This view initially looks similar to the team view. Cards denote each game with the score of each game shown. Below is another bar chart, this time each bar represents one game. A win is a full bar and a loss is a half bar. This chart is also swipe-able and you’re able to scroll through forward and backward. Swiping on the cards will also move you in the season one game forward or backward.

Showing the multiple views within a particular season

Showing the multiple views within a particular season

An alternative card view is also available at this level. Instead of viewing the score of that particular game you’re able to see the divisional standings on that particular day. It’s quite cool to scroll through the game chart on the bottom with this view toggled on. You’ll see the team your looking at in bold and can watch the list change as you swipe through the games.

Game View

As has become quite evident, Topps Pennant allows for continual digging down all the way down to individual game level. The app is very visual overall, and here we see a really cool representation of a game in interactive, info-graphic form.

Checking out a specific game. Also showing one play of the game.

Checking out a specific game. Also showing one play of the game.

The default view here is a circular bar chart that is segmented by the inning with the final score in the middle. The smallest bars denote outs while the larges home runs. Each other level represents everything else in between. It’s easy to spot the exciting innings.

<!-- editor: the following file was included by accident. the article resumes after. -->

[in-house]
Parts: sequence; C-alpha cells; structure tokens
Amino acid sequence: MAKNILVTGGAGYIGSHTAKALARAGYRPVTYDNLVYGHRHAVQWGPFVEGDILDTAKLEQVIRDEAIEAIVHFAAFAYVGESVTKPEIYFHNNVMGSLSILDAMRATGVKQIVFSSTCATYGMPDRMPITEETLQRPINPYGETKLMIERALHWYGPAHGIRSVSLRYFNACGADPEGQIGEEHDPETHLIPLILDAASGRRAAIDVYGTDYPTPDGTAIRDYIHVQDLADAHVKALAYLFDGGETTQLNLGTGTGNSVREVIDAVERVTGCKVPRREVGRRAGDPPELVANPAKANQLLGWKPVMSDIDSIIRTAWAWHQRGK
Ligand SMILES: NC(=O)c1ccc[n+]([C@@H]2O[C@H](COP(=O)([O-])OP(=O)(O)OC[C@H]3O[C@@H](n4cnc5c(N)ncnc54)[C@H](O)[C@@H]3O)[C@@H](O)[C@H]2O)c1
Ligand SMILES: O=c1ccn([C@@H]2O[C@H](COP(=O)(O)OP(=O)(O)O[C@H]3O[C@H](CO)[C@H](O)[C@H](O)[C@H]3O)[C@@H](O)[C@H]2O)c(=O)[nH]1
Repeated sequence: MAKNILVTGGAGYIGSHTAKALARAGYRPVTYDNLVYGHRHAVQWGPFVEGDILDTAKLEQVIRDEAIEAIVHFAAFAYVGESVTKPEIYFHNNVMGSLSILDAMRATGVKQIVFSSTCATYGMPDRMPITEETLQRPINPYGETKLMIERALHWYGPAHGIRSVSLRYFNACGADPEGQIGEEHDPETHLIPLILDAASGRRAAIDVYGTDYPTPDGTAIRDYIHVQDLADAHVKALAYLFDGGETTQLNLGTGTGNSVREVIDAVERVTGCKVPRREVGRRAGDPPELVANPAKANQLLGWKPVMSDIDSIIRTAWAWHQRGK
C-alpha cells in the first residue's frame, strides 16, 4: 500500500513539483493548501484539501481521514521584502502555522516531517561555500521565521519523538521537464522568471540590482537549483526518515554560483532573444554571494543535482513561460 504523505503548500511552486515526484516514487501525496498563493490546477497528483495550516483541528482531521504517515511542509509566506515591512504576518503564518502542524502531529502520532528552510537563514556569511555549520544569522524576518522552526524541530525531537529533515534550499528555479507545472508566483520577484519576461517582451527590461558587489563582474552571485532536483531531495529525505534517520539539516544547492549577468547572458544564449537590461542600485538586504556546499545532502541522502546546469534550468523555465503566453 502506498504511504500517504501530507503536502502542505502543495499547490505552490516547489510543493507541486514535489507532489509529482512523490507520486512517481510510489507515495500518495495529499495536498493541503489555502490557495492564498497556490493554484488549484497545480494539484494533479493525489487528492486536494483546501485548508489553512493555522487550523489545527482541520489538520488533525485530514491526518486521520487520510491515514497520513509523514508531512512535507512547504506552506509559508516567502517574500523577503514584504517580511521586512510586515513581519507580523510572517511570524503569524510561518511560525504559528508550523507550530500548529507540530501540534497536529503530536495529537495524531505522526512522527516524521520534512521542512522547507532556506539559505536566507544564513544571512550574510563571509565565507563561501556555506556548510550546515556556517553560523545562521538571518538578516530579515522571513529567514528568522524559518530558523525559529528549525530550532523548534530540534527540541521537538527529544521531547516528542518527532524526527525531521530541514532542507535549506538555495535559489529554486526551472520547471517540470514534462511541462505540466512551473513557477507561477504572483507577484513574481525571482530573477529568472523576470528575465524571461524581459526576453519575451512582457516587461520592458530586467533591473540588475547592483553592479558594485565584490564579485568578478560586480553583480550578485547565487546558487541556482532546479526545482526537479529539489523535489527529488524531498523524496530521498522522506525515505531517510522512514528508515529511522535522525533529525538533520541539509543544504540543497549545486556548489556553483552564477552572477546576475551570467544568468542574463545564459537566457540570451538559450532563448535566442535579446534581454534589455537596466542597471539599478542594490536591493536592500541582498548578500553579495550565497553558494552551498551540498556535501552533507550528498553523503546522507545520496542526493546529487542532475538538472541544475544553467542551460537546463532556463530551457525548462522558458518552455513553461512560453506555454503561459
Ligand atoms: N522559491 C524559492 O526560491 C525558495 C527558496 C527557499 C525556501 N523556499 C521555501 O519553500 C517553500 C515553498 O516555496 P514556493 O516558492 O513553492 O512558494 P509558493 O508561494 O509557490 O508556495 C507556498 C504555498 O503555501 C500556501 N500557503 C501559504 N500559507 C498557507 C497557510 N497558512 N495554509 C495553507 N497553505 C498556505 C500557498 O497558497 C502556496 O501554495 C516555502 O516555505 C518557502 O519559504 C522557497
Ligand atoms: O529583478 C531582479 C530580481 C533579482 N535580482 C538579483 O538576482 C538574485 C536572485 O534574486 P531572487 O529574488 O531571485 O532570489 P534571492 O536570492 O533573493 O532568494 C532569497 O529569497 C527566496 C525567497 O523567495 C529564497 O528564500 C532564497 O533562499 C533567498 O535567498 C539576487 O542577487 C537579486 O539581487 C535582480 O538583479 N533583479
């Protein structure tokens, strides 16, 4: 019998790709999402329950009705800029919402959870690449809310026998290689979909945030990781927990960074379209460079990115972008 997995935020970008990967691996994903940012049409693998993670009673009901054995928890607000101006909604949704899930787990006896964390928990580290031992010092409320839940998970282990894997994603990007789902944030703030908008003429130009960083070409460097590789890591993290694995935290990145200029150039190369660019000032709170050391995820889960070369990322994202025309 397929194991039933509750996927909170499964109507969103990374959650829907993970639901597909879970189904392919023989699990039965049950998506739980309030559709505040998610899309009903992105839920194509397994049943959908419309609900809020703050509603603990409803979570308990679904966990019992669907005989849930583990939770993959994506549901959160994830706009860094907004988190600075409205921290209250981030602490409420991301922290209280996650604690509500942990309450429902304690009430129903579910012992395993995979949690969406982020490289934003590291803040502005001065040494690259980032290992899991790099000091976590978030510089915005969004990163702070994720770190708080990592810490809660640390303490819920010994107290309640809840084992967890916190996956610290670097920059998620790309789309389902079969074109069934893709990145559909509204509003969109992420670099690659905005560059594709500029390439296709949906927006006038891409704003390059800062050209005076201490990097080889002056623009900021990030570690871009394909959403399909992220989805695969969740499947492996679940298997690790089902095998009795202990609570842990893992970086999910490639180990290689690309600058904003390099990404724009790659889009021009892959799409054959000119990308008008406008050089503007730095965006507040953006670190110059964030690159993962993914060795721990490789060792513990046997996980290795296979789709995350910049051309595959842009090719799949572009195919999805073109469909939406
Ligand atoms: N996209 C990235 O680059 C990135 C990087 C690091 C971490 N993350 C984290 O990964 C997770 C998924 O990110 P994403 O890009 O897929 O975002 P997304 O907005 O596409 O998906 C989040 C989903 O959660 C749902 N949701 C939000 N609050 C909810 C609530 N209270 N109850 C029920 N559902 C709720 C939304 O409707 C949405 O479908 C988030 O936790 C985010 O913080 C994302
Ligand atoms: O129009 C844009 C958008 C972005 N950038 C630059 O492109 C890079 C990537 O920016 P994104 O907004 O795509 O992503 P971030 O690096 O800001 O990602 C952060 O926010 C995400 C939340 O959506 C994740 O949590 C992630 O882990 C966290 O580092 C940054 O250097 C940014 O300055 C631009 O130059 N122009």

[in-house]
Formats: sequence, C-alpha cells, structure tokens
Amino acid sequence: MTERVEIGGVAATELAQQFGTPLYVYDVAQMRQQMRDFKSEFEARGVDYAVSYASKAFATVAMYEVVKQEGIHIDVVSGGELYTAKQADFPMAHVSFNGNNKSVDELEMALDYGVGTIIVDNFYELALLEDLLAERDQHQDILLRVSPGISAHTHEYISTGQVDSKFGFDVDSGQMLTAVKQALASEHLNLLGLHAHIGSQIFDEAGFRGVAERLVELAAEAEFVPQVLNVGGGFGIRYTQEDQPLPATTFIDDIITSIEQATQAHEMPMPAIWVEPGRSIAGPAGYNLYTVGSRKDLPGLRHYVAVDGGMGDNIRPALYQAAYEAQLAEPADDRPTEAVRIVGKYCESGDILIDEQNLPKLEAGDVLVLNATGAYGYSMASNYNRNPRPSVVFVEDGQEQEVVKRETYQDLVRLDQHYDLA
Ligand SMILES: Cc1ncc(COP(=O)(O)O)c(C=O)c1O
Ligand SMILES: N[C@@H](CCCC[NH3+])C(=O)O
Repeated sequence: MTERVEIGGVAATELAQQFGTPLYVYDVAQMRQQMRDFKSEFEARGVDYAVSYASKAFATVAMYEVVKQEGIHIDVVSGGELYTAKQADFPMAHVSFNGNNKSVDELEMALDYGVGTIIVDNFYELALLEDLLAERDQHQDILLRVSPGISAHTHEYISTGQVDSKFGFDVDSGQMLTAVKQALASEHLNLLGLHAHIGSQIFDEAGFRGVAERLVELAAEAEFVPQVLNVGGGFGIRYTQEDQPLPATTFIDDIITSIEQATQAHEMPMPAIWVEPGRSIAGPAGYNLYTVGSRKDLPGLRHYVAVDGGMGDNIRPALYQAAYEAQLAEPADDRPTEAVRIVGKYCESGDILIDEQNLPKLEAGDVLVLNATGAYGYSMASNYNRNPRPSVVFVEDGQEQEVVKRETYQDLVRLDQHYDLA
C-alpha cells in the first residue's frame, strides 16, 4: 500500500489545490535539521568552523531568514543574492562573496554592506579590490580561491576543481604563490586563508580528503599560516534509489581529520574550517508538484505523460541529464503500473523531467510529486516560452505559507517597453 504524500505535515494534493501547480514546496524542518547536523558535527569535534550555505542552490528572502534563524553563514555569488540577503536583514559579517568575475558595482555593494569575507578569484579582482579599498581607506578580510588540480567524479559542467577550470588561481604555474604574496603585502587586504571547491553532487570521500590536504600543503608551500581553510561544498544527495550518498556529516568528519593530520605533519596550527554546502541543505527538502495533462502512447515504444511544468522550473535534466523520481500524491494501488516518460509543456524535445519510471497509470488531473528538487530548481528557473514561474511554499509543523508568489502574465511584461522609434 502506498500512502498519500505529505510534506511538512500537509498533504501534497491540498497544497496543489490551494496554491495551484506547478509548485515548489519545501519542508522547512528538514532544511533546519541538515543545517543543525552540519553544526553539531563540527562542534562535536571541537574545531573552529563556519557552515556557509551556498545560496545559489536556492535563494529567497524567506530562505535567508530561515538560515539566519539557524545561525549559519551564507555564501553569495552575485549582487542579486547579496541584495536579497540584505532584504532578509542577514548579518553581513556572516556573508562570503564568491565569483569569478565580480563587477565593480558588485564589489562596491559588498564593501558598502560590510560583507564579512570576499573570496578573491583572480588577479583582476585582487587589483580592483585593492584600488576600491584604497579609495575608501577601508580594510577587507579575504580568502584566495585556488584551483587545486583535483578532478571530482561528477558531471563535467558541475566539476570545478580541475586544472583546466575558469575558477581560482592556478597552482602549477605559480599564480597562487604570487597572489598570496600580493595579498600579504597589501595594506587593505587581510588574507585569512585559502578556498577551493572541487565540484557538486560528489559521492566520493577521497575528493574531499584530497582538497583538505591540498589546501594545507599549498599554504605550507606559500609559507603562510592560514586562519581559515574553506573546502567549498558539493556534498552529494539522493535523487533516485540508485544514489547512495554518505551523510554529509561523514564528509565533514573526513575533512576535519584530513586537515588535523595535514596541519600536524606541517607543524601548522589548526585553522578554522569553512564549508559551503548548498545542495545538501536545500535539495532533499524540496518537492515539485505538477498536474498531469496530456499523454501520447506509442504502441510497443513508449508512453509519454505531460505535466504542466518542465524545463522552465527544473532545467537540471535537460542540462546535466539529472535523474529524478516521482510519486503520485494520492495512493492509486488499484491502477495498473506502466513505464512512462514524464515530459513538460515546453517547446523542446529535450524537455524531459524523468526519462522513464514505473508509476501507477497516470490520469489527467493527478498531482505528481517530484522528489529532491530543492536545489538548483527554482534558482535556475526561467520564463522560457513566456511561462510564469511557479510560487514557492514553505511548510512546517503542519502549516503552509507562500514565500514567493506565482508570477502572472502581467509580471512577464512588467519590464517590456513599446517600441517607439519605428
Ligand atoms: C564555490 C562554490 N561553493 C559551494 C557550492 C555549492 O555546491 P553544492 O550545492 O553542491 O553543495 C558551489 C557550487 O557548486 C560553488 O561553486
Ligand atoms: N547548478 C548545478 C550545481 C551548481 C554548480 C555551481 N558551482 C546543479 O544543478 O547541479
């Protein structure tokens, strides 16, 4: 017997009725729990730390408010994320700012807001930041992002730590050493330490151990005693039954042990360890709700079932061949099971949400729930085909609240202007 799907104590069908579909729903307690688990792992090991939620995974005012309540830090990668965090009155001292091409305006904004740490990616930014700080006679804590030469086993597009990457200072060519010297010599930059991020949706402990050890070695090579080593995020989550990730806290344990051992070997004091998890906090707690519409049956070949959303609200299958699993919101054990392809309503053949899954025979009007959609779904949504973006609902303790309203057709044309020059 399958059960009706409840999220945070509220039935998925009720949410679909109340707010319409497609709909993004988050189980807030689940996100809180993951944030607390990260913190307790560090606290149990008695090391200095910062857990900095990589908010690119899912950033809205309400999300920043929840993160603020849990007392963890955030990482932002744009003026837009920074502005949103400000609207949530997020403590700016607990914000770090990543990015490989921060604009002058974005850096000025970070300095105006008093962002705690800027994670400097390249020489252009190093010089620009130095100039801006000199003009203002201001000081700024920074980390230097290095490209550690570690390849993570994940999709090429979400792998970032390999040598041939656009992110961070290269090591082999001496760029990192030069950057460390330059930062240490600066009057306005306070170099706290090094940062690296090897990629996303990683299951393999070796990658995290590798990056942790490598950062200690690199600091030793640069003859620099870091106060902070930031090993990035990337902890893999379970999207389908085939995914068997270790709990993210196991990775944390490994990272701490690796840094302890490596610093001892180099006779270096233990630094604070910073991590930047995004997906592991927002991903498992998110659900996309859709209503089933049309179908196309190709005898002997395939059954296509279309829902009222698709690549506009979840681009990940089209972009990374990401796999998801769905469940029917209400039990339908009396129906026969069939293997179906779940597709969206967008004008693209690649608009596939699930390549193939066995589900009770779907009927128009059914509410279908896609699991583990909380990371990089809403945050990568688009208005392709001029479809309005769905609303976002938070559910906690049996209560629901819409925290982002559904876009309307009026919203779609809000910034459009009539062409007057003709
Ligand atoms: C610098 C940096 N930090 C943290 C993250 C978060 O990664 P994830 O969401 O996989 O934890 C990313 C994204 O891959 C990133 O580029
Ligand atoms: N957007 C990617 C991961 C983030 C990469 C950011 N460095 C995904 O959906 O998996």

Sliding your finger around the chart on each bar will display that play above the chart (i.e.“Kirby Puckett tripled. Chuck Knoblauch scored”). Tapping the play button in the center will automatically take you through the game play by play. Not exactly like watching a replay of the game, but a pretty cool feature nonetheless.

It’s possible to toggle between this play by play view and the individual stats for the teams as well. From there you’ll see the lineup for each team along with some basic statistics for either the batting or pitching depending on what you’re viewing.

Final Thoughts

The hardcore baseball fan is more likely already fairly interested in the historical, statistical nature of Major League Baseball and I think Topps Pennant would prove a nice visual beautification from what they’re used to exploring. For those that are maybe not so intrigued by stats this app provides a really interesting interface to get interested and examine that aspect of the game.

Building an application that delivers baseball stats is one thing. Building an application that creates a fun and intuitive interface to explore stats is a whole other thing and I think Topps Pennant nails this aspect. The interface designed to examine statistics is really the game-changer. At $3.99 the app is a little on the spendy side, but it does include an iPad app along with it and I feel confident saying that you’ll have trouble finding a more a more entertaining way of wandering all of baseball’s historical data.


Browse the huge statistical database of Major League Baseball in a beautiful and engaging way in the palm of your hand.